Huge increases in shipping and its air pollution emissions are projected in coming years. Container shipping to and from the US is projected to increase 300 percent between 2010 and 2040, and international shipping emissions  are expected to increase by 50 to 250 percent by 2050.  By that year shipping is projected to be responsible for almost a fifth of worldwide air pollution.

In spite of international shipping’s horrible toll on human health and global warming, and its growing threat, the shipping industry and many of the nations that support it have thus far successfully fought efforts to cut air pollution emissions.  Thanks to the recalcitrance of the U.N. International Maritime Organization, the Paris climate agreement included no caps on shipping emissions.

The problem isn’t technological.  During the economic slump after 2006, one major shipping fleet cut their CO2 emissions by 30 percent simply by running their ships more slowly.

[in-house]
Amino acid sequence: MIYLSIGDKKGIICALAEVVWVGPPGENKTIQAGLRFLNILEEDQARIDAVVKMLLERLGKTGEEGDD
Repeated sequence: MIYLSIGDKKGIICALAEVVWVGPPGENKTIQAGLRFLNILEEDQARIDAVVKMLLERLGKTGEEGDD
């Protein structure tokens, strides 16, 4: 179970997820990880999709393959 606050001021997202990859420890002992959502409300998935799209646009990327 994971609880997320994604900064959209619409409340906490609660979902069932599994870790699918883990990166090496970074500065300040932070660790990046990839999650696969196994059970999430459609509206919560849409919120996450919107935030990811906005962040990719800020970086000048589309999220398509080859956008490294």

But that may soon change. Pressure is building to force the shipping industry to set targets for capping CO2 emissions, which will affect other air pollution emissions as well.  For the latest on these developments, see the references below.

Experts Say Shipping, Aviation Emissions Must Peak Soon to Achieve Paris Goals, UN Climate Change Newsroom

Can the shipping industry cut its own emissions?, Deutsche Welle 

After Paris, A Move to Rein In Emissions by Ships and Planes, Yale University Environment 360

Transport Emissions Must Peak Soon to Hit Paris Targets, Environment News Service